For years, real estate wholesaling has been a popular form of investing. Wholesaling offers the potential for a quick return on an investment, with (generally) less risk than a fix-and-flip because the wholesaler doesn’t take on the repairs and resale of the flip
In a nutshell, wholesalers contract with a home seller, market the property, then assign the contract to a buyer. The wholesaler makes a profit on the difference between the contracted price with the seller and the price paid by the buyer.
But in recent years, some municipalities and states have tightened regulations around the practice.
For real estate wholesalers, this means you must keep up with new and forthcoming regulation in areas such as disclosure, licensing, and transparency. You may be required to obtain a real estate license, if you do not have one already, and there may be specific information you are required to disclose to your seller, likely the fact that you are purchasing their home in as-is condition for less than market value. If you’re not prepared, you risk a major fine or other consequences.
Even if your market has yet to introduce formal regulations, self-regulating your practice can help ensure that you are wholesaling ethically and that you are prepared for when or if wholesaling laws and regulations do enter the scene.
Being aware of regulations and remaining in compliance is the best way to protect yourself and your investment activities. Here’s what you should know about how to wholesale real estate legally, safely, and ethically.
Learn (and Follow) the Rules
A working knowledge of the rules is essential to wholesaling, so be sure to seek out the advice of a legal professional who is familiar with the laws and regulations in your area.
Wholesaling laws vary by state and even city. But as a general rule, the following activities are usually either illegal or considered unethical and should be avoided:
- Inability to prove intent to purchase
- Using inaccurate and purposely misleading comps to determine a purchase price
- Making certain promises to a buyer before you have a contract in place with the seller
Real estate investing is a people business and the relationships you form and the reputation you build for yourself is directly connected to your financial success. You don’t want to sacrifice your long-term success for a short-term gain, so it is important to consider the ramifications of your actions before making any decisions.To act ethically, you can:
- Seek to find win-win solutions that never take advantage of a vulnerable seller
- Prove ability to purchase through documentation such as proof of funds letter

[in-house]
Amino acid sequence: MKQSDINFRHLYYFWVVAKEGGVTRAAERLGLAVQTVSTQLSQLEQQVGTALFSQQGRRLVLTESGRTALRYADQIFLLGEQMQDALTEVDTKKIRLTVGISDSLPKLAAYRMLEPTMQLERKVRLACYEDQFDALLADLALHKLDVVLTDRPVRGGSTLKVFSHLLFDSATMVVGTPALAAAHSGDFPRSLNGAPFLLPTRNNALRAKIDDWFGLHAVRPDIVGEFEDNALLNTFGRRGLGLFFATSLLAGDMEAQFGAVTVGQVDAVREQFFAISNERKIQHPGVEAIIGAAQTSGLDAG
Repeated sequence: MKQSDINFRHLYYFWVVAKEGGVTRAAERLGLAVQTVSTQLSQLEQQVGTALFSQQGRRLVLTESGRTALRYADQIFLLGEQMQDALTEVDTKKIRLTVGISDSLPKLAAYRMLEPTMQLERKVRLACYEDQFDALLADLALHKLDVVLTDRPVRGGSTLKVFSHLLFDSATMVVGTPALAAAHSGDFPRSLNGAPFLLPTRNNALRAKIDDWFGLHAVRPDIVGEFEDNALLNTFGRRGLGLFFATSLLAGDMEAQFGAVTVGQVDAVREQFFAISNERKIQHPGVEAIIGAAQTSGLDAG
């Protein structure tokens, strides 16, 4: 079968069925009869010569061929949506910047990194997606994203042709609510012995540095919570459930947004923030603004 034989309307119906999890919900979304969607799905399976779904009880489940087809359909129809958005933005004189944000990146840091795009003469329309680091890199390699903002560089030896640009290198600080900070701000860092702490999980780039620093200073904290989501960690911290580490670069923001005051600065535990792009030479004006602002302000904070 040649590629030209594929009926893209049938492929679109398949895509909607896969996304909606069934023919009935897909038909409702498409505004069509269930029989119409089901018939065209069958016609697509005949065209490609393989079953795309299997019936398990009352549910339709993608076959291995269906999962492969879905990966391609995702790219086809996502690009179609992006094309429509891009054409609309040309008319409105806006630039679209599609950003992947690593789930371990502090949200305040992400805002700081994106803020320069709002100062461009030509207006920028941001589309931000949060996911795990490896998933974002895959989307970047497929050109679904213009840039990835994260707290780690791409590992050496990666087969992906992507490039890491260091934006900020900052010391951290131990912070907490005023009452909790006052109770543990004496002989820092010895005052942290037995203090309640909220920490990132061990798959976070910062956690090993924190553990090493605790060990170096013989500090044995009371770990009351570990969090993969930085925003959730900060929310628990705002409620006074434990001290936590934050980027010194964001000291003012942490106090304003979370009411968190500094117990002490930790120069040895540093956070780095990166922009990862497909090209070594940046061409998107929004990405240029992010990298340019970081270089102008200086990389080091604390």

- Draw up a contract with the seller that shows you’re acquiring an equitable interest
- Only find a new buyer or assignee once the property is under contract with the seller
- Be transparent with what factors lead you to come up with your offer price
- Practice transparency and explain the process clearly to all parties
All real estate investors should possess a working knowledge of the rules and procedures that govern real estate transactions. Start by studying up on the licensing requirements in your municipality and state.
Each state — and, as we’ve seen, some cities — have a set of regulations that outline who can sell what and to whom they can sell it. In many cases, this may mean you need a license to wholesale real estate.
For instance, in California, anyone who buys, sells, or negotiates for someone else with the expectation that they’ll be compensated for these actions is considered a real estate broker. If your activities fall within these parameters, you likely need a license to be in compliance with the law.
Consult with a legal professional in your state to ensure you have the information you need about potential licensure requirements.
Even if your state or city does not require a license in order to wholesale properties, having one can help boost your credibility to sellers and help you avoid getting into shady dealings.
Transparency and Disclosure
As with any business deal, ethical conduct includes following disclosure laws. Again, this requires you to put in the time and research your state and municipality’s regulations.
When official regulations don’t exist, ethical conduct still demands transparency. For instance, if you plan to wholesale a property while in escrow, you should provide that information to the homeowner in writing.
In such a case, the contract language should also provide you with the right to assign without the need for the homeowner’s consent. Be aware that many standard forms won’t contain the language required by a wholesale deal. Be prepared to create amendments or customize forms.
All contracts and agreements should clearly state, in writing, who is responsible for which pieces of the transaction. Include details of each part of the deal, rather than relying on assumptions. Again, have a legal professional review all documents.
Despite increased regulatory scrutiny of real estate wholesaling, you can still make deals that are legal, safe, and ethical.
One great way to do this is by joining our team at New Western. We’re always looking for investment real estate agents, whether you’re licensed or not… and if you’re not, we can guide you through the process. You’ll work with an experienced real estate broker and a team of professionals who are dedicated to keeping up with local laws and giving agents the support they need to act both ethically and legally.
We’ve always aimed to hold ourselves to the highest industry standard and, as the largest source of off-market properties in the nation, can provide you with unlimited opportunity.